The veteran is no longer the king of time trials, and Saturday's stage 1 TT at the Tour de France is packed with potential victors
UTRECHT, Netherlands (AFP) — Veteran Fabian Cancellara (Trek Factory Racing) will have his work cut out if he is to begin his 10th Tour de France in yellow following Saturday’s 13.8-kilometer time trial.
The 102nd edition of the Grand Boucle starts with a short race against the clock around Utrecht in the Netherlands.
The “fantastic four” overall favorites of reigning champion Vincenzo Nibali (Astana), Giro d’Italia winner Alberto Contador (Tinkoff-Saxo), and the two men they succeeded, 2013 Tour winner Chris Froome (Sky) and 2014 Giro champ Nairo Quintana (Movistar), are unlikely to challenge for the victory on Saturday, although they will be looking to make time gains or limit losses against each other.
Of the quartet, Froome is widely regarded as the strongest time trialist and Quintana the weakest, so the race will be on to see how much time Briton can put into the Colombian.
But at the front of the race, Cancellara, 34, will be aiming to win an opening Tour stage or prologue for the sixth time, and don the famous yellow jersey for perhaps the last time.
The Swiss rider known as “Spartacus” admitted this could be his last Tour.
“I thought about this could be my last participation and last possibility to arrive in Paris, yes this is in my mind,” he said Thursday.
Cancellara is probably not the favorite, though, despite his incredible time trial record, winning Olympic gold in 2008 and four world titles.
German Tony Martin (Etixx-Quick-Step) has surpassed Cancellara in recent years as the king of the time trials, winning three straight world titles from 2011-2013 before he was beaten by current Olympic champion Bradley Wiggins last year.
Martin rarely loses a time trial and has won three at the Tour since 2011 — missing out only in 2012 to Wiggins.
Martin won time trials at the Volta ao Algarve and Tour de Romandie earlier this year and those were similarly short, at 19km and 17km respectively.
But perhaps the smart money will be on Dutchman Tom Dumoulin (Giant-Alpecin), who is riding on home roads. He is a growing force in time trials and beat Cancellara in two races against the clock at the recent Tour de Suisse.
He was third in the time trial world championships last year, 40 seconds behind Wiggins.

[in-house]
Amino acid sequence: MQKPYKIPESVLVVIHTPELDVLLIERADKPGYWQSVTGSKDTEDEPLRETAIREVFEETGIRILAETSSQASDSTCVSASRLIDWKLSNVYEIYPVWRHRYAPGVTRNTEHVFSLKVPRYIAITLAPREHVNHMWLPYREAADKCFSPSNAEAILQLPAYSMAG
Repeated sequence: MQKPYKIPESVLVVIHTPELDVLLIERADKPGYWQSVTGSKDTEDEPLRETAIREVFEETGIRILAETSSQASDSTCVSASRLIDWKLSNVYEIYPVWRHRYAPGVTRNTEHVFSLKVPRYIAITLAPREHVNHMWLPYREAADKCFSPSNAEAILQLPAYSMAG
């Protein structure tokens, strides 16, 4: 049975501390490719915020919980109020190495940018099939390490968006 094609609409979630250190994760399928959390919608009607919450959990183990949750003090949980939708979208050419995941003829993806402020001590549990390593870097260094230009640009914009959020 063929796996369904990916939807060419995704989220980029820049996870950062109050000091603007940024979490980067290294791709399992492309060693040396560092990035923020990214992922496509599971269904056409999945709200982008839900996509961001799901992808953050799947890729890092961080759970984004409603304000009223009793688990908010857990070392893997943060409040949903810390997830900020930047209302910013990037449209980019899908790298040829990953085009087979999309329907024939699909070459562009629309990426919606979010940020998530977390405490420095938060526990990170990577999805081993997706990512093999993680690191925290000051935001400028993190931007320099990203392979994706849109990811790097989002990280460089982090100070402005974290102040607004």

And while he may not yet be able to beat Martin over a similar distance to that — it was a 47km course in Ponferrada — over the shorter distance and roared on by a partisan crowd, many feel Dumoulin could have the edge.
The 24-year-old is looking forward to the challenge.
“It will be really, really special and we saw last year in England when we started there it was absolutely incredible to have all the crowds there and I hope it will be the same or even better here,” he said.
Other potential winners include Australia’s Rohan Dennis (BMC Racing) and Mathias Brandle (IAM Cycling) of Austria.
Both briefly held the world hour record recently before Wiggins stretched that out to a mark that will be hard to match.
Brandle managed to ride 51.852km in October last year but just over three months later, Dennis pushed it out to 52.491km, although that mark lasted less than three months before Britain’s Alex Dowsett (Movistar) added another 500m. Wiggins put 1.5km on top of that in June.
In fact, Dowsett is another rider who could be in contention on Saturday, and all three could pull a surprise on the likes of Martin, Cancellara, and Dumoulin.
As for Froome, Contador, Nibali, and Quintana, it will be a first chance to gain a psychological boost in the race for the yellow jersey, which will likely be decided in the high mountains in the final week.
There will also be a few outsiders, including the likes of young French pair Romain Bardet (Ag2r La Mondiale) and Thibaut Pinot (FDJ), who will be eager to show they have the form to make a charge for a podium finish.
And with temperatures expected to hit around 95 degrees, Saturday’s stage promises to be a scorcher.